18. Obviously, Sneh Lata cannot come in any one of these categories and her liability is limited to Rs. 50,000 so far as the insurance company is concerned for the purposes of indemnifying the owner.
19. Shri Bhargava in his appeal submitted that there was no allegation in the claim petition that the driver of the vehicle, RRL 3804, was negligent or rashly drove the vehicle. Shri Bhargava also submitted that there was no evidence to this extent and whatever evidence was produced was not believed so far as the rash and negligent driving of the bus driver of vehicle No. RRL 3804 is concerned. In view of this, Shri Bhargava submitted that even one-third liability fastened on vehicle No. RRL 3804 deserves to be set aside.
20. I have considered the contention of Shri Bhargava. It is true that the allegations in the claim petition were not there, but I am not impressed on this point and, however, the owner of vehicle No. RRL 3804 was made party to the claim petition so far as the liability on the basis of the doctrine enunciated in the decision of the Madhya Pradesh High Court in Sushma Mitra v. M. P. State Road Transport Corporation  ACJ 87; AIR 1974 MP 68, is concerned, it is not necessary that there may be any specific averment on that point in the claim petition. The claim proceedings in accident cases are not civil proceedings and cannot be allowed to be treated as civil proceedings. The strict principles of pleadings cannot be applied in such cases ; and the Motor Vehicles Act provisions for insurance and compensation are parts of social welfare legislation for giving benefits to the public at large. In some of the States like Tamil Nadu, even when the claimants do not file claim petitions, the Tribunals are required to grant damages and compensation.
21. In view of the above, I do not attach much importance to the averments in the claim petition.
22. Obviously, the two buses dashed against each other from the sides as they did not leave enough space in between. It was only on accountof this, Sneh Lata's hand was cut when both the buses collided from the sides. I am in agreement with the view expressed by their Lordships of the Madhya Pradesh High Court in Sushma Mitra's case  ACJ 87; AIR 1974 MP 68, in the matter of driving the buses on the road, both the drivers are expected to leave in between minimum space by which the passengers travelling, inside the bus, are not adversely affected by the impact of dashing against each other. In the present case, it has come in evidence that one of the buses on account of this accident which was due to the rash and negligent driving with a high speed, thereafter, struck the telephone pole, which means that it was not a case of close driving only but, it was a case where they physically came in contact with each other. In such circumstances, the negligence of the drivers including the driver of bus No. RRL 3804 has been rightly inferred by the Tribunal.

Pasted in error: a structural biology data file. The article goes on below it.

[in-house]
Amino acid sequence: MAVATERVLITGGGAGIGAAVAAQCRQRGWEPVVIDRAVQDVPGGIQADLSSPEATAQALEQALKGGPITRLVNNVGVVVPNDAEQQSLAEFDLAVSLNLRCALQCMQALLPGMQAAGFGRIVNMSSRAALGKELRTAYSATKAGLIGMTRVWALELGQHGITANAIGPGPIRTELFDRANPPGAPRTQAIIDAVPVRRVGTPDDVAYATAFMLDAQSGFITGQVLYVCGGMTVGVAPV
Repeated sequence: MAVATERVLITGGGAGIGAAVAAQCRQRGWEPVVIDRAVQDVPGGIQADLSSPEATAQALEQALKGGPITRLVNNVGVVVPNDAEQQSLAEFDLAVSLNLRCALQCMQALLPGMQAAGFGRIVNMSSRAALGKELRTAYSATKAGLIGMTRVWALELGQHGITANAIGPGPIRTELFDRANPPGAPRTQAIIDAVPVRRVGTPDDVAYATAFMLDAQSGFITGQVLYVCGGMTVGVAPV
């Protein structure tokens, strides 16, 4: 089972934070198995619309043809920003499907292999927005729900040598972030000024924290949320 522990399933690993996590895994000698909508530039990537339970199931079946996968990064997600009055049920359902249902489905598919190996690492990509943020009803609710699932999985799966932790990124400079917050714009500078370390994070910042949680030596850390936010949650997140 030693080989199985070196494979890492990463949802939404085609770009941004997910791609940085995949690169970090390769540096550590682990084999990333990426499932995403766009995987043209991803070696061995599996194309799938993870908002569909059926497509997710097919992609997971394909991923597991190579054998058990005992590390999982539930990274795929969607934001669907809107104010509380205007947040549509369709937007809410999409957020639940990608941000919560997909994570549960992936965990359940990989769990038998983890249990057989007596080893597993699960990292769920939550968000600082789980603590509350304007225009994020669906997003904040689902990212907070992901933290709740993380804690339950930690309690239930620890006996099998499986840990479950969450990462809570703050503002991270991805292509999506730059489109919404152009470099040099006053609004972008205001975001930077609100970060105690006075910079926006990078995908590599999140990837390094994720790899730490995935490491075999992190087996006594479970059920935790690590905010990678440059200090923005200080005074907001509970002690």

23. Shri Mehta tried to argue that the contributory negligence held to be two-thirds and one-third requires interference inasmuch as the liability of both the vehicles should be fifty fifty. I am not inclined to accept this contention of Shri Mehta also.
24. It has come in evidence that vehicle No. RRL 8548 was being driven with a very high speed so much so that even after the accident, the driver of the vehicle could not control it and it dashed and struck the telephone pole. If that is so, the finding of the Tribunal holding Surajmal's responsibility to be more than that of other driver, is just, proper and calls for no interference in this appeal.
25. The result of the above discussion is that both these appeals are hereby dismissed without any order as to costs. The impugned award of the Tribunal is confirmed.
26. It is, however, made clear that as per the information conveyed by Shri Vimal Chaudhary, one appeal is pending on behalf of the claimants for enhancement of the compensation amount. This judgment has, in no way, considered the quantum of the compensation amount awarded and, therefore, it would not in any manner come in the way of disposal of that appeal.